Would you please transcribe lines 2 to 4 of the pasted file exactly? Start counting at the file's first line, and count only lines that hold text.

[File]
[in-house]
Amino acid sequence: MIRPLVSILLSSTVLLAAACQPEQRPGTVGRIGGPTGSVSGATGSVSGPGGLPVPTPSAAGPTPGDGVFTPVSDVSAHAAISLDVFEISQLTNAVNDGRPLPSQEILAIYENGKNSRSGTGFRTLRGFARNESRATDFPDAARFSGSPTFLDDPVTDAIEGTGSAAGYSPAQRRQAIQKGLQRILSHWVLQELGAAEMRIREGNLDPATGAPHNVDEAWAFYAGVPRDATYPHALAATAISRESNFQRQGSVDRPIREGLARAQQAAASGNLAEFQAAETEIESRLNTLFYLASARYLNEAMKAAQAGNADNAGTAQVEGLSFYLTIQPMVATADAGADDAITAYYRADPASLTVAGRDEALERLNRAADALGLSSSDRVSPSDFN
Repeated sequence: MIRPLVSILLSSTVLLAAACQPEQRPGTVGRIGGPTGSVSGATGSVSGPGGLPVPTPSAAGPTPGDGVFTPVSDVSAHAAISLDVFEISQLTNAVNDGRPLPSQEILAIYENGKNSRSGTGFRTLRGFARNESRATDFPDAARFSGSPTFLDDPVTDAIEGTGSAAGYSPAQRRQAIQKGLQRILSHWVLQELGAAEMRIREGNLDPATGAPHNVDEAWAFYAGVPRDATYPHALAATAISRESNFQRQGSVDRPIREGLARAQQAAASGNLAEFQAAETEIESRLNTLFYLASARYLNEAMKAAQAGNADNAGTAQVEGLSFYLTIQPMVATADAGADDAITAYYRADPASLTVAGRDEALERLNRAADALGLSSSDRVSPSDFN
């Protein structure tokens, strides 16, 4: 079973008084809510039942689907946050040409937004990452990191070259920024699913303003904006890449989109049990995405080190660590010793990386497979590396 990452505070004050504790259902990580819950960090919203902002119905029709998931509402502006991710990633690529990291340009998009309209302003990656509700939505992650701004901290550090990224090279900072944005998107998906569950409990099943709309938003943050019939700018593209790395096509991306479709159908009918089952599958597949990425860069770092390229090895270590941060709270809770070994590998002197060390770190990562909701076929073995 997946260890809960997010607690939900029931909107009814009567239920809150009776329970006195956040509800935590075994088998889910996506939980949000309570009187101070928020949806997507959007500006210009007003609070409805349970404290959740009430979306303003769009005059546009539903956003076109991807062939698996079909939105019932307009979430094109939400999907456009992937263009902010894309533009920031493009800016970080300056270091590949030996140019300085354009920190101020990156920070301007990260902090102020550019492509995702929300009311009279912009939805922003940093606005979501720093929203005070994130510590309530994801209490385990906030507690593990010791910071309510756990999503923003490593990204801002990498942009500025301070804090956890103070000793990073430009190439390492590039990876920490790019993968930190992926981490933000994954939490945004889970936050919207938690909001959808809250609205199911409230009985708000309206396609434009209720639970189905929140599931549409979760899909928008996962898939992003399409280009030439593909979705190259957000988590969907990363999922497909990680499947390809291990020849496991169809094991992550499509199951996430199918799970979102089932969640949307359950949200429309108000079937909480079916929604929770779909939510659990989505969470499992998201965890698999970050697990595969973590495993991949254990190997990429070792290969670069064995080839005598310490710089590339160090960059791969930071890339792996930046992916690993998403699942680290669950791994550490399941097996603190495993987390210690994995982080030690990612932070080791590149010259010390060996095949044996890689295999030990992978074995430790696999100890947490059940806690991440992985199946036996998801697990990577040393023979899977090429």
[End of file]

Amino acid sequence: MIRPLVSILLSSTVLLAAACQPEQRPGTVGRIGGPTGSVSGATGSVSGPGGLPVPTPSAAGPTPGDGVFTPVSDVSAHAAISLDVFEISQLTNAVNDGRPLPSQEILAIYENGKNSRSGTGFRTLRGFARNESRATDFPDAARFSGSPTFLDDPVTDAIEGTGSAAGYSPAQRRQAIQKGLQRILSHWVLQELGAAEMRIREGNLDPATGAPHNVDEAWAFYAGVPRDATYPHALAATAISRESNFQRQGSVDRPIREGLARAQQAAASGNLAEFQAAETEIESRLNTLFYLASARYLNEAMKAAQAGNADNAGTAQVEGLSFYLTIQPMVATADAGADDAITAYYRADPASLTVAGRDEALERLNRAADALGLSSSDRVSPSDFN
Repeated sequence: MIRPLVSILLSSTVLLAAACQPEQRPGTVGRIGGPTGSVSGATGSVSGPGGLPVPTPSAAGPTPGDGVFTPVSDVSAHAAISLDVFEISQLTNAVNDGRPLPSQEILAIYENGKNSRSGTGFRTLRGFARNESRATDFPDAARFSGSPTFLDDPVTDAIEGTGSAAGYSPAQRRQAIQKGLQRILSHWVLQELGAAEMRIREGNLDPATGAPHNVDEAWAFYAGVPRDATYPHALAATAISRESNFQRQGSVDRPIREGLARAQQAAASGNLAEFQAAETEIESRLNTLFYLASARYLNEAMKAAQAGNADNAGTAQVEGLSFYLTIQPMVATADAGADDAITAYYRADPASLTVAGRDEALERLNRAADALGLSSSDRVSPSDFN
């Protein structure tokens, strides 16, 4: 079973008084809510039942689907946050040409937004990452990191070259920024699913303003904006890449989109049990995405080190660590010793990386497979590396 990452505070004050504790259902990580819950960090919203902002119905029709998931509402502006991710990633690529990291340009998009309209302003990656509700939505992650701004901290550090990224090279900072944005998107998906569950409990099943709309938003943050019939700018593209790395096509991306479709159908009918089952599958597949990425860069770092390229090895270590941060709270809770070994590998002197060390770190990562909701076929073995 997946260890809960997010607690939900029931909107009814009567239920809150009776329970006195956040509800935590075994088998889910996506939980949000309570009187101070928020949806997507959007500006210009007003609070409805349970404290959740009430979306303003769009005059546009539903956003076109991807062939698996079909939105019932307009979430094109939400999907456009992937263009902010894309533009920031493009800016970080300056270091590949030996140019300085354009920190101020990156920070301007990260902090102020550019492509995702929300009311009279912009939805922003940093606005979501720093929203005070994130510590309530994801209490385990906030507690593990010791910071309510756990999503923003490593990204801002990498942009500025301070804090956890103070000793990073430009190439390492590039990876920490790019993968930190992926981490933000994954939490945004889970936050919207938690909001959808809250609205199911409230009985708000309206396609434009209720639970189905929140599931549409979760899909928008996962898939992003399409280009030439593909979705190259957000988590969907990363999922497909990680499947390809291990020849496991169809094991992550499509199951996430199918799970979102089932969640949307359950949200429309108000079937909480079916929604929770779909939510659990989505969470499992998201965890698999970050697990595969973590495993991949254990190997990429070792290969670069064995080839005598310490710089590339160090960059791969930071890339792996930046992916690993998403699942680290669950791994550490399941097996603190495993987390210690994995982080030690990612932070080791590149010259010390060996095949044996890689295999030990992978074995430790696999100890947490059940806690991440992985199946036996998801697990990577040393023979899977090429």